I should start this off with a declaration of my prejudice: I don’t get heavy metal music.
For me, bluegrass is faster, punk angrier, indie folk and rock edgier, Joy Division heavier, Nick Cave darker, and for pure noise, you can’t beat Sonic Youth and Throbbing Gristle.
As for heavy metal, I can barely tell the difference between hair and speed metal.
But this is a review of the self-titled debut CD by Bushwhacker, the Whitehorse band that recently relocated to Vancouver to make it big.
It’s pure, uncut metal, but I’m keeping an open mind. After all, if Lou Reed can record an album with Metallica, there has to be something to it.
I called in a friend on this one. He tells me that the album is a mix of thrash (like Metallica and Megadeath) and death metal (like Slayer and Napalm Death), mostly thrash in the first three songs and death metal in the last three.
These songs are constructed upon a steady rhythm of heavy bass lines and drums, provided by Keenan Dennehy and Sean Komaromi, respectively, perfect for some serious head banging.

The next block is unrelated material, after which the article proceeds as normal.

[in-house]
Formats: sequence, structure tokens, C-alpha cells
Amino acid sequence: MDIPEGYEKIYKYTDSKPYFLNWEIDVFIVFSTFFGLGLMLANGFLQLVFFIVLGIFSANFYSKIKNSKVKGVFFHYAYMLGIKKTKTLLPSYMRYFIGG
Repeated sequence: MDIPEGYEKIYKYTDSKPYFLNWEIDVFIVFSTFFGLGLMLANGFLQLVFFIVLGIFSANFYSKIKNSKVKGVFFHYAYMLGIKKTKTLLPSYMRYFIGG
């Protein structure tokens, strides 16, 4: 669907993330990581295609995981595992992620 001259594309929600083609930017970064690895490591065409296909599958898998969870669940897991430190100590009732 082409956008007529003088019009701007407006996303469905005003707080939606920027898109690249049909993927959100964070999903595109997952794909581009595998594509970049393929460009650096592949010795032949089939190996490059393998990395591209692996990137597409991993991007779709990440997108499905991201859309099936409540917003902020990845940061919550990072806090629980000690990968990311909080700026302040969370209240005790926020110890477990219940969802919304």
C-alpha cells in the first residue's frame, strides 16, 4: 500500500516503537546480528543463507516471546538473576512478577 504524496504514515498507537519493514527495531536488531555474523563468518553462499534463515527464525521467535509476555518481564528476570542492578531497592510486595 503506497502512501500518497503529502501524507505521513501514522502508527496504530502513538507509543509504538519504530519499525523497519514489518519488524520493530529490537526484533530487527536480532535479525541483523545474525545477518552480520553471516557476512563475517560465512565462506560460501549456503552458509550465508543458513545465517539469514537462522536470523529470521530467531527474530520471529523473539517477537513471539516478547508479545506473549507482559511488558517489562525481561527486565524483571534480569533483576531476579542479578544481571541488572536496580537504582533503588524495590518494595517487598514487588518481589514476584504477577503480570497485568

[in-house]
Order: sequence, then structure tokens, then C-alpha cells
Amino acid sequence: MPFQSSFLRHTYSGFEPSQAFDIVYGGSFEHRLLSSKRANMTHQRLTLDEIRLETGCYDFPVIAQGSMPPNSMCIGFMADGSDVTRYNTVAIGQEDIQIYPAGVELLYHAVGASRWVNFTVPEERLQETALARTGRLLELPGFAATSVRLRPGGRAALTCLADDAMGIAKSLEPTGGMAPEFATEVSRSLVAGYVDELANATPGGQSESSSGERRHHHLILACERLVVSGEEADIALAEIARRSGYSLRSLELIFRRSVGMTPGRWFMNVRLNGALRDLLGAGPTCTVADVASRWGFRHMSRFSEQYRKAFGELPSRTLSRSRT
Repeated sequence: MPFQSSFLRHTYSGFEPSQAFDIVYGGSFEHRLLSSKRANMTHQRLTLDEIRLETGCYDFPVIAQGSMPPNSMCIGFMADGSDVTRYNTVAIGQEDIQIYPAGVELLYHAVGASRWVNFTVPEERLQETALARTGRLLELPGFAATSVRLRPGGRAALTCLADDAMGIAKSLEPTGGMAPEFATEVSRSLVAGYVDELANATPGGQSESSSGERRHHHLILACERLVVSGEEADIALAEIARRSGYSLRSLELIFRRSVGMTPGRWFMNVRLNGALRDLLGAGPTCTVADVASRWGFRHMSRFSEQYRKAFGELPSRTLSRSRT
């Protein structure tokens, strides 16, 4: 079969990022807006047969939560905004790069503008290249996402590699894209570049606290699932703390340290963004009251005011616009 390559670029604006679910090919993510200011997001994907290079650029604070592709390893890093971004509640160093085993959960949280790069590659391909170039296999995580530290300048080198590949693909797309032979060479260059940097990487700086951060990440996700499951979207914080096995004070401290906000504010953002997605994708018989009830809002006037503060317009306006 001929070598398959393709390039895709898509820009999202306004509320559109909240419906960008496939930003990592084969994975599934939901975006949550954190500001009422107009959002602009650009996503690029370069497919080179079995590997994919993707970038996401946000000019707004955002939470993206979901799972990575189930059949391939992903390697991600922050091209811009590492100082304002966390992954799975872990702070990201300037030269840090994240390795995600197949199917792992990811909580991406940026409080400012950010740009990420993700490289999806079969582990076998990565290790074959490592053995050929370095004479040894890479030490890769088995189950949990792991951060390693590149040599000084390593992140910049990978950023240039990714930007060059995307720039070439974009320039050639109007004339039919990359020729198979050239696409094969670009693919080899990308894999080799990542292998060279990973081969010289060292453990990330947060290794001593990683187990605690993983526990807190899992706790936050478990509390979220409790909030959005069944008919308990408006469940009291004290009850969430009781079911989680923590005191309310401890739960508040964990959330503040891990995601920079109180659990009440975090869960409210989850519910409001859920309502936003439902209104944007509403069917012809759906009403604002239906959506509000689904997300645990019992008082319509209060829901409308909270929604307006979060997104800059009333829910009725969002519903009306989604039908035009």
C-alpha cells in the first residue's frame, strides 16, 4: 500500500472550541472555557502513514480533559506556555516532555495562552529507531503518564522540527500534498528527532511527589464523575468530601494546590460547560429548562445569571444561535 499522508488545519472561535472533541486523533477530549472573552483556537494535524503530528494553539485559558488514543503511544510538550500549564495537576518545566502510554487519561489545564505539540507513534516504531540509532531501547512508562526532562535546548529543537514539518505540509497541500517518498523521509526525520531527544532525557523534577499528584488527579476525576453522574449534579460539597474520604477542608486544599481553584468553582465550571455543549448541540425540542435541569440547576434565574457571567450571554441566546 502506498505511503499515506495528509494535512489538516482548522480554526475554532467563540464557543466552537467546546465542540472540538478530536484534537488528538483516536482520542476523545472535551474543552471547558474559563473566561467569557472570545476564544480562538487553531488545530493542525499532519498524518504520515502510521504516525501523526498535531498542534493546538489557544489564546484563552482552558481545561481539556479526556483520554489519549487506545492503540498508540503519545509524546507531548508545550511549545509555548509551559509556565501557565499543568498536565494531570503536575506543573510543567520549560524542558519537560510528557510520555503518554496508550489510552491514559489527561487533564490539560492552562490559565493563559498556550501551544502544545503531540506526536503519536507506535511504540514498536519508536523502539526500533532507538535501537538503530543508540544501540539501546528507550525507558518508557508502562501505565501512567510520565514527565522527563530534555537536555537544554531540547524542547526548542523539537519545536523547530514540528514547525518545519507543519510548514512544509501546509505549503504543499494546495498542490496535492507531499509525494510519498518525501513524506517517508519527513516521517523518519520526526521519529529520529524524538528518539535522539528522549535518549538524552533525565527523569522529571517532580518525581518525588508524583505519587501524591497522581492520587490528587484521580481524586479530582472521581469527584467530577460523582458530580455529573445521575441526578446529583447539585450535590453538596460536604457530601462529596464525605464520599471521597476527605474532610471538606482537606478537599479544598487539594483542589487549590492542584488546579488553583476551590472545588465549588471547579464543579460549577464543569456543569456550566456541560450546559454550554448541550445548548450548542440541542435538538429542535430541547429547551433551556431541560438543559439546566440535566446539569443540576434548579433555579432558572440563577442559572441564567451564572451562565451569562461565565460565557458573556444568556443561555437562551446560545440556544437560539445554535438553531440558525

On top of that is a munge of two fast, machine-like guitars, played by Cavan Egan and Geoff Woods. Egan and Woods trade solos back and forth, sometimes low and distorted, sometimes soaring and high-pitched like classic metal, but always fast and complex.
The vocals, provided by Egan and Woods, also go back and forth in different styles, the low melody of thrash mixing with the guttural, throat-scraped scream of death metal.
The lyrics range from dark and mystical on “Forest Lord” to sci-fi on the Ridley Scott-inspired “Terminator” to the apocalypse of “Echoes of the End”.
But what stands out for me isn’t the standard metal tropes of volume and velocity. It’s the instrumental breaks found in the intros and bridges.
“The Trip” starts and ends as a heavy psychedelic rock song. “Voices in the Walls” has echoes of Friend Called Five’s post-hardcore song, “I Want to be Your Ghost”.
As metal, it’s great. It’s an album of high-energy music by very talented musicians that metal fans can appreciate at extreme volumes.
But for my tastes, I could have used some noise and feedback.
Outstanding Track: “The Trip”